When you think of cardio exercise, running is probably the first thing that comes to mind. It’s easy to think this way, as running seems to be the most popular thing to do these days. Whether for weight loss, sport, recreation or charity, running just looks fun. But, what are you supposed to do for cardio if you don’t like running or if you’re unable to run due to joint-related issues or other physical limitations?
The answer is simple.
Do something else.
There are tons of cardio exercises you can perform that don’t require pounding the pavement day in and day out. Here are three highly effective alternatives to running that are low-impact and pretty easy on the joints.
1. Elliptical Trainer
Elliptical training is one of the best low-impact alternatives to running in that you can get in a full body workout without putting undue stress on your joints. By exercising at a moderate level on an elliptical trainer you can burn as many calories as you would running at a pace of about six miles per hour. To increase the intensity of your workout simply adjust the resistance on your elliptical trainer.
Higher levels of resistance are also great for inducing a toning effect. In addition, most elliptical trainers allow you to adjust the cross-ramp in order to target different lower body muscle groups including your glutes, thighs and legs. In addition, some trainers allow for arm motions, which is excellent for an effective full body workout.
2. Outdoor/Indoor Cycling
Cycling is one of the best exercises for burning calories while building up the muscles of your glutes, thighs and legs. It is also among the most effective cardio exercises for improving your lower-body endurance. There are many ways to incorporate cycling into your workout routine. For instance, if you generally prefer to be outdoors, use a bicycle.
Similar to running, outdoor bicycling greatly increases endorphins, which are essentially the brain’s ‘happy’ or ‘feel good’ hormones. Doing so also allows you to obtain an ample supply of your daily vitamin D requirement, which helps in the prevention of bone-related diseases and injuries, depression, heart attacks and some forms of cancer.
For indoor exercise, stationary cycling machines are great because they offer various settings, modes and preprogrammed exercise routines that allow you to constantly switch up your workouts and maximize your results without getting bored.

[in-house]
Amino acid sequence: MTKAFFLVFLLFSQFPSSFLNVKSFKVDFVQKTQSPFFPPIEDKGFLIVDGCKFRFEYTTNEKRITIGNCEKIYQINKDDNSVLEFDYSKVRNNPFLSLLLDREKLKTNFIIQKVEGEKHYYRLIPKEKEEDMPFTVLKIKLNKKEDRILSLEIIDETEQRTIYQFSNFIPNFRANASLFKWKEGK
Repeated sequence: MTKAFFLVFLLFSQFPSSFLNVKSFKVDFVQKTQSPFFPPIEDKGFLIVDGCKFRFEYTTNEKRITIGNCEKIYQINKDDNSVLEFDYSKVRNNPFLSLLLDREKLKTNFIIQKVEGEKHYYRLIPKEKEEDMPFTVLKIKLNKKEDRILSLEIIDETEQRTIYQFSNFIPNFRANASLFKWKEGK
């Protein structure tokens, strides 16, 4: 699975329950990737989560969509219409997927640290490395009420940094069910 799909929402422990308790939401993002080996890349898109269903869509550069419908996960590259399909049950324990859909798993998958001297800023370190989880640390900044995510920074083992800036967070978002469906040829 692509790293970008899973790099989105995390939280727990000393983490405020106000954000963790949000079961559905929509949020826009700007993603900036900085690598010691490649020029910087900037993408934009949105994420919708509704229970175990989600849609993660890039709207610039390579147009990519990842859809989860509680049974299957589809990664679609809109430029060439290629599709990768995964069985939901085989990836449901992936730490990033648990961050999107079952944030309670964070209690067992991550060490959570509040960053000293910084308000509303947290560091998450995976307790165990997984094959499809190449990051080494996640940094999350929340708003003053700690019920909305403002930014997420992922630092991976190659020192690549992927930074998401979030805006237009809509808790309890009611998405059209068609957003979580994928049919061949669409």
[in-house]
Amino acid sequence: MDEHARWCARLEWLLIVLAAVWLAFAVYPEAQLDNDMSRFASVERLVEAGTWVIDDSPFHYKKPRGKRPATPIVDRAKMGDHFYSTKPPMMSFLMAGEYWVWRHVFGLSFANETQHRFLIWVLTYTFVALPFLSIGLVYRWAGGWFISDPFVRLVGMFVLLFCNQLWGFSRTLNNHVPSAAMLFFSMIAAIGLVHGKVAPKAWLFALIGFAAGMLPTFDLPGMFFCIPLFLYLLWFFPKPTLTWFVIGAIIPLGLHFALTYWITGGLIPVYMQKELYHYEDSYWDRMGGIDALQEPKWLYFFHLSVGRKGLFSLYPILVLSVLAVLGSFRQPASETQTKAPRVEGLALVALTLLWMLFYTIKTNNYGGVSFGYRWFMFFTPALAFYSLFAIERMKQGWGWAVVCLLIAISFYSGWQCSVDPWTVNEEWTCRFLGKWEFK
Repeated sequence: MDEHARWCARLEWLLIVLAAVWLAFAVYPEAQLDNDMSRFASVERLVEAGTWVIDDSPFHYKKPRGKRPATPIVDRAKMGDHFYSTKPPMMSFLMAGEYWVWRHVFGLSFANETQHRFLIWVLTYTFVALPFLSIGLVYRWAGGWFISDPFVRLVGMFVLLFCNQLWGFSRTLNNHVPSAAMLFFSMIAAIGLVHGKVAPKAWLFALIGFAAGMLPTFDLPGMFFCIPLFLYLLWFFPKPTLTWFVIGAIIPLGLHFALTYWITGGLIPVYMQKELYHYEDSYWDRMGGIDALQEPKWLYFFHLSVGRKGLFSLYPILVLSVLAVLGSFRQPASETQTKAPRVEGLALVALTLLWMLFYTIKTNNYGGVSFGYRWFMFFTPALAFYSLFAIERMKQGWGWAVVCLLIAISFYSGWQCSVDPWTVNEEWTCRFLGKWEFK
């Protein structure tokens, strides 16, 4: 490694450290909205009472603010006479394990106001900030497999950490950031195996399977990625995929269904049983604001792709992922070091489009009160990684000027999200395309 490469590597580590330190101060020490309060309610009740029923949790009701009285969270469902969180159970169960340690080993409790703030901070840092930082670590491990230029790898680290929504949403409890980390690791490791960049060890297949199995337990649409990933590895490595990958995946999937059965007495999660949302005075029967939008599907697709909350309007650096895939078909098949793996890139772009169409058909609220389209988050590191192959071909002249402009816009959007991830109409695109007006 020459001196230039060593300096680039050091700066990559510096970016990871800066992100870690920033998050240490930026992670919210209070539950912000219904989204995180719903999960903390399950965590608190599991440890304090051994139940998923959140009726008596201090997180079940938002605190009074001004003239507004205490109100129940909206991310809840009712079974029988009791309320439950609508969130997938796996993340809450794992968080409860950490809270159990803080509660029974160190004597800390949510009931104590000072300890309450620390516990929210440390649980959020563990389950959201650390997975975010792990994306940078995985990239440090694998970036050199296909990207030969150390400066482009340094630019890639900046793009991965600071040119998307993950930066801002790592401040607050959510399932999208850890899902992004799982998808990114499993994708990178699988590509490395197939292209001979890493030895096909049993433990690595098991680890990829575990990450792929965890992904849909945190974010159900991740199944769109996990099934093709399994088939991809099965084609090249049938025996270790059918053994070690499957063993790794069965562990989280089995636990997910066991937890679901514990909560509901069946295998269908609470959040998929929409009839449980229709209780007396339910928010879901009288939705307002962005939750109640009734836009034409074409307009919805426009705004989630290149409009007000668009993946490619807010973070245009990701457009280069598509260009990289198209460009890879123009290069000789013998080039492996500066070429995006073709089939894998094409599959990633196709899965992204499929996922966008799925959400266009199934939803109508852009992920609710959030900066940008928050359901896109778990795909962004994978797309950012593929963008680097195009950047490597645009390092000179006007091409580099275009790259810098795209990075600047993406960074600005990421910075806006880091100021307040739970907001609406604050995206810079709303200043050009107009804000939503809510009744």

Spinning exercise classes are another good way to cycle indoors, especially if you enjoy working out with a group for motivation and support. During a typical spinning class, you can burn the same amount of calories as you would during a 40- to 45-minute run.
3. Aquatic Exercise
Performing aquatic (water-based) exercises like swimming, water aerobics and water jogging allows you to improve your cardiovascular and muscular systems simultaneously. In addition, the natural buoyancy offered by water reduces the effects of gravity on the body thereby decreasing the likelihood of joint compression, strain, and discomfort..
When performed at moderate-to-high intensities, water-based exercise creates a substantial amount of drag (resistance) in the water, which promotes increases in muscle strength.
While running is an excellent form of cardio exercise, it’s not necessarily the best type to perform if you have joint issues of any sort or if you simply don’t like running. Cardio should be challenging but exciting and fun. These three exercises are low-impact, joint-friendly, and highly effective in burning calories.
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Disclaimer: The information provided is for educational and informational purposes only and is not intended to diagnose, treat, cure or prevent any disease. Any reader who is concerned about his or her health should contact a physician for advice.
Before starting an exercise training program you should first make sure that exercise is safe for you. If you are under the age of 55 years and generally in good health, it is probably safe for you to exercise. However, if you are over 55 years of age and/or have any health problems, be sure to consult with your physician before starting an exercise training program.